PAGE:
However, recent M&A activity hasn’t been driven purely by companies in crisis, with ‘Covid-proof’ sectors such as logistics, real estate, energy, infrastructure and technology booming. For example, in a landmark transaction for the domestic IT sector, LLF last year advised Epsilon Net SA and Space Hellas on their acquisition of SingularLogic, the leading Greek Enterprise Software Solutions provider and one of the largest integrated IT solutions groups in Greece.
With much M&A activity requiring on-the-ground operational due diligence, Lambadarios says that one of the repercussions of the pandemic in Greece is that deal-making is focused more on those sectors that are recognisable worldwide, and less on sectors where investors need the opportunity to travel to Greece.
“You need to be able to travel to a market in order to identify opportunities … for example, visit a site and conduct a technical due diligence for energy assets as well as real estate assets. This was not possible for the last two years. So, while you could do a desktop M&A for some assets, you wouldn’t be able to do the same for others.” “Now that travelling restrictions are eased,” he adds, “there is more interest in asset classes that are the strengths of the Greek market because investors can once again visit the country and identify opportunities. These include renewables (due to the weather in Greece), infrastructure (as Greece is looking ahead to renewed investment and an aggressive development project plan set by the Ministry of Transport) and of course real estate and hospitality (as tourism represents a large part of Greek GDP).”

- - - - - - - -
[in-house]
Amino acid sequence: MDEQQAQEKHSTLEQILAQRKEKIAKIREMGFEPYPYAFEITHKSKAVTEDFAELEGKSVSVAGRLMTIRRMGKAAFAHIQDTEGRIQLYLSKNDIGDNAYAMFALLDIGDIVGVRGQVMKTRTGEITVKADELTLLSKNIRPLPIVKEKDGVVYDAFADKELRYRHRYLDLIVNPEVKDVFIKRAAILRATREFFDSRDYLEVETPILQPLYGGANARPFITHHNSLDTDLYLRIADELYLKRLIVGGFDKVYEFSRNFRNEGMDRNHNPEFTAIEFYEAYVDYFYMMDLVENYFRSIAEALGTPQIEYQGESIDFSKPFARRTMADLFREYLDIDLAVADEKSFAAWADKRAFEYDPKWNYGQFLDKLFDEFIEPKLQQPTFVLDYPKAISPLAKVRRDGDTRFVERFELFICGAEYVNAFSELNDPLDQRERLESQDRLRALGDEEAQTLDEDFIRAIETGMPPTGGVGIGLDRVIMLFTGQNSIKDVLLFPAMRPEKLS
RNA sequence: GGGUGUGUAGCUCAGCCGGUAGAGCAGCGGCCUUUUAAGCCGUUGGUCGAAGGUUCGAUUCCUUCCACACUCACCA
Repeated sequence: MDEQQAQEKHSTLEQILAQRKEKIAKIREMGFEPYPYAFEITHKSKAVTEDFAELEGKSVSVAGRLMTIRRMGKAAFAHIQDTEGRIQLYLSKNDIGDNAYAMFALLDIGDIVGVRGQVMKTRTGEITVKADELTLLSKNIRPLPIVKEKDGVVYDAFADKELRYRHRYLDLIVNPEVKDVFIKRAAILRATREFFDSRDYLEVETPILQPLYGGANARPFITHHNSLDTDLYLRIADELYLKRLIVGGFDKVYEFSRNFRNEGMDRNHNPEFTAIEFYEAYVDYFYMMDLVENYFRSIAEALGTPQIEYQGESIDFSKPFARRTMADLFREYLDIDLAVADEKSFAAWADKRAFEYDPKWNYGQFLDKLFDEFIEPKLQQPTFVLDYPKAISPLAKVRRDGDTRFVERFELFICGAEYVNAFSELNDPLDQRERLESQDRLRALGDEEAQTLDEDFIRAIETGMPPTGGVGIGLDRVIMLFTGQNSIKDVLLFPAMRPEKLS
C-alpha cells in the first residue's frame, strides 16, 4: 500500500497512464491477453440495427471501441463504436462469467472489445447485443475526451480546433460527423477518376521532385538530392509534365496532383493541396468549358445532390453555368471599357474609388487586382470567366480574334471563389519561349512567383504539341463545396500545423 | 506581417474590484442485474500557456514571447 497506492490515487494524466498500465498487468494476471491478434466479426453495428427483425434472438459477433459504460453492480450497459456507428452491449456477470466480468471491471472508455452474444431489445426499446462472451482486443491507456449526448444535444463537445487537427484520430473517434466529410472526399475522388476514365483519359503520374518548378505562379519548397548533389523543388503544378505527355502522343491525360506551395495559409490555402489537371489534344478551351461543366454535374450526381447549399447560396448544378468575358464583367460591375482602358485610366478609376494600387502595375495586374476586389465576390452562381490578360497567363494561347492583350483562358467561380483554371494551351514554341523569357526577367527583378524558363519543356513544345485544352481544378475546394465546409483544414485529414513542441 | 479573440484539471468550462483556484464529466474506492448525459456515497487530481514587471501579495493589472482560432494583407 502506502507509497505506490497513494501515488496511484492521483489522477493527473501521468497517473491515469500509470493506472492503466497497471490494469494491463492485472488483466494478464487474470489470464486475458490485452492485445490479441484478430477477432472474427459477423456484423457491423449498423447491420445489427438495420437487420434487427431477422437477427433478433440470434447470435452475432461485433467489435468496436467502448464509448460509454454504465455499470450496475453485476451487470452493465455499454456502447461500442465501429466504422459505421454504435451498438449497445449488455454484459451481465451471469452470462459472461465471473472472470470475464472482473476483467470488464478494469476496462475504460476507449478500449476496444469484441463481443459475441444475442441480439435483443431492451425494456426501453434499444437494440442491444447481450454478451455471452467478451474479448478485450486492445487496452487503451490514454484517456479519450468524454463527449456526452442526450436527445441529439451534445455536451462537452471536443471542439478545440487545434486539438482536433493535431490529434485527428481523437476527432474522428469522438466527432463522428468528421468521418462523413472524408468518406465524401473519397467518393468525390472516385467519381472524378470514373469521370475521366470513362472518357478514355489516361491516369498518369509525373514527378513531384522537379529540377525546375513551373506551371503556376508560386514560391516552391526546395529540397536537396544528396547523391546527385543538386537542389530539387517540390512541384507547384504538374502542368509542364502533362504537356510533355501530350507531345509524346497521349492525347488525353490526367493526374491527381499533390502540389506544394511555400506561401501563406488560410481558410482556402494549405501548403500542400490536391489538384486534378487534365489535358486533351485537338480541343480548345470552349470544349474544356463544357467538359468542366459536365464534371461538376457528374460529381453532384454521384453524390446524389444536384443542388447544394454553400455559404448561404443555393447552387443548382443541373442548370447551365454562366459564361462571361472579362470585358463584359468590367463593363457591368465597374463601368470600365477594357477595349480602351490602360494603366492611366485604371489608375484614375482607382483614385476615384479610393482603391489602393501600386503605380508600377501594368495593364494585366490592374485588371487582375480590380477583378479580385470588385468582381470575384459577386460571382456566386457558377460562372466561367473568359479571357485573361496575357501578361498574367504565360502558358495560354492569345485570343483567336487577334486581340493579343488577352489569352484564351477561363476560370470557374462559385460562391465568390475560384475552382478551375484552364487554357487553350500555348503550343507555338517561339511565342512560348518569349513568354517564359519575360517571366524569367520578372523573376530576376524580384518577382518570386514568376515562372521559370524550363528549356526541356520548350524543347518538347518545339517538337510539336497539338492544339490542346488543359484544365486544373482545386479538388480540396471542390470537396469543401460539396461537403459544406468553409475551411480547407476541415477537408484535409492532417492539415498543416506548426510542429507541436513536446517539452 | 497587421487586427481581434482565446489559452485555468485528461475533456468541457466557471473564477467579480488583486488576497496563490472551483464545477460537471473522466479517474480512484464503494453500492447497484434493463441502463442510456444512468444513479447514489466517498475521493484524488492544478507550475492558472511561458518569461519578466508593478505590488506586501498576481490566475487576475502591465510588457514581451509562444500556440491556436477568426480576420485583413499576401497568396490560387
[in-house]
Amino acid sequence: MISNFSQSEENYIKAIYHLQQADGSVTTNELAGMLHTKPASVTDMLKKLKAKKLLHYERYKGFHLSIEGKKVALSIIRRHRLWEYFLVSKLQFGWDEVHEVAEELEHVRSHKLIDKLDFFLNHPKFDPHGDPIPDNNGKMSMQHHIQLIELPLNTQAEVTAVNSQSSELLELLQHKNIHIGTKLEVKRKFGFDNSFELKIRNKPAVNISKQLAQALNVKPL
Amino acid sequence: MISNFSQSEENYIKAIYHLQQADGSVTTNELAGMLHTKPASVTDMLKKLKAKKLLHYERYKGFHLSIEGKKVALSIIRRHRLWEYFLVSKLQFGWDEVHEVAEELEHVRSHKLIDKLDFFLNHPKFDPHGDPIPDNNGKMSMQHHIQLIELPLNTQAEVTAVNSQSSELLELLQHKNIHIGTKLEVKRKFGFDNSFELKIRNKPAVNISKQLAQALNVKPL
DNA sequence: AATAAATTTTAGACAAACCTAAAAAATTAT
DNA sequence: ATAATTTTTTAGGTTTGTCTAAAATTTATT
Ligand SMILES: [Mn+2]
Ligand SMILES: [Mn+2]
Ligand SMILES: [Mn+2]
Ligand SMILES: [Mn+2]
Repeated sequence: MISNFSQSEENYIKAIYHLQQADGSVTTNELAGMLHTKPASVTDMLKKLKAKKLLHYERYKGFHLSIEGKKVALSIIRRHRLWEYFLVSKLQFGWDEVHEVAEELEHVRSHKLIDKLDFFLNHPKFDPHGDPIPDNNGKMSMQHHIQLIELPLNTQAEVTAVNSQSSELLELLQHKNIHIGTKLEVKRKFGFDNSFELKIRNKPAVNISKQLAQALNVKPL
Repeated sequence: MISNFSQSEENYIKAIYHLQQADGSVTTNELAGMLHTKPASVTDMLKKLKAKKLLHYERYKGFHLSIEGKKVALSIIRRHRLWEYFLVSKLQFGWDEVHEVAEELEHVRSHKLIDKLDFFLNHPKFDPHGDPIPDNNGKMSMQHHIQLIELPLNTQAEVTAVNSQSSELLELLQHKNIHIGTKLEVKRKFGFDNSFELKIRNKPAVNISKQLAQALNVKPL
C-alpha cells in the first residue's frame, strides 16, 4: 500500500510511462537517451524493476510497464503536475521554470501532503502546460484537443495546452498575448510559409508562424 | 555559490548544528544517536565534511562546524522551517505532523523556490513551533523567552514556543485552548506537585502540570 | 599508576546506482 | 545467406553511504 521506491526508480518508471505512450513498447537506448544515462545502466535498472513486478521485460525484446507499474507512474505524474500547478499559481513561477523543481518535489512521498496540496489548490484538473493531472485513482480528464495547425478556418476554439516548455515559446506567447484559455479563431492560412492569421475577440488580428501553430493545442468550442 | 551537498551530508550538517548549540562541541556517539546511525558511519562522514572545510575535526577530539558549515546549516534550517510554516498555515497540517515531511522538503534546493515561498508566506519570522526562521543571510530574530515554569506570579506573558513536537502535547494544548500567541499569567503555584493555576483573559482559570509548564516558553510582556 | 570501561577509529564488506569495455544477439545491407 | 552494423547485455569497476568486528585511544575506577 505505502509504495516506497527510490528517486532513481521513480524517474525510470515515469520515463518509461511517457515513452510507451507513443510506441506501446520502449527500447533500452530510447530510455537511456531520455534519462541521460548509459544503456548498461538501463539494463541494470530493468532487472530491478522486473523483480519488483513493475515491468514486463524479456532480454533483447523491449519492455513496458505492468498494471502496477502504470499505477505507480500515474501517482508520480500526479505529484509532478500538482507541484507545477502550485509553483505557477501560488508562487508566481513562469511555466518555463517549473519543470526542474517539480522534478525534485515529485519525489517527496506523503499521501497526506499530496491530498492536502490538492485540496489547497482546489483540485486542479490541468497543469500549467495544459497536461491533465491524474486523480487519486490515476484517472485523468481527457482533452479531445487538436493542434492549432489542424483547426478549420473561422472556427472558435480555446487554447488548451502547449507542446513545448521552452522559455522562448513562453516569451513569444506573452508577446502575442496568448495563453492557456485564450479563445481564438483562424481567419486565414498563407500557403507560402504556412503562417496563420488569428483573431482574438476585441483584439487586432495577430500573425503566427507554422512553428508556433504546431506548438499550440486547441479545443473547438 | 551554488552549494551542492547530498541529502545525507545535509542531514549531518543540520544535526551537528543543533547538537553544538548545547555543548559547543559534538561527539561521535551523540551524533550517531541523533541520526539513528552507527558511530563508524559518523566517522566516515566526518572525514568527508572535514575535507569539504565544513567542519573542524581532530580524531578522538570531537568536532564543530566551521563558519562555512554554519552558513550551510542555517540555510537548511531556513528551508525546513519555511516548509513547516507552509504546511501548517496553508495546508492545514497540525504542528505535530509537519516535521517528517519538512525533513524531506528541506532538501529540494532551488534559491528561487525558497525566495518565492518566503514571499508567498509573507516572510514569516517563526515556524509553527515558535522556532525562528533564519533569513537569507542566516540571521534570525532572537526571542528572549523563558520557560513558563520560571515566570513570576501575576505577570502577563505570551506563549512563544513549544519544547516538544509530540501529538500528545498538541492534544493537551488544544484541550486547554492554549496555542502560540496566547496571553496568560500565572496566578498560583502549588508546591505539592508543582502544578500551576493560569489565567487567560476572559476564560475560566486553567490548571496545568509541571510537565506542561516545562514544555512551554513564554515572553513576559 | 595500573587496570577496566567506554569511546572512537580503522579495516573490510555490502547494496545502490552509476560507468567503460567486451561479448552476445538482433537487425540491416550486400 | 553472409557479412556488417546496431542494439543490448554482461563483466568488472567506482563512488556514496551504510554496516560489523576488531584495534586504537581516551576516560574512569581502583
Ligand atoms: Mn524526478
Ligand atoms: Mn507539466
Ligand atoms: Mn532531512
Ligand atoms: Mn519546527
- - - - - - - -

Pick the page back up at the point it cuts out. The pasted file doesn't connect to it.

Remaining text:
In the energy sector, the Greek Government has been promoting amendments to the country’s renewable energy sector (RES) regulatory regime with the aim of increasing RES participation in Greece’s energy mix. “We have advised on numerous transactions in the renewables sector,” says Lambadarios. “This includes offshore wind, where we will have a new legal framework in the next few months, and LNG, which has become a cornerstone of the energy market in Greece.”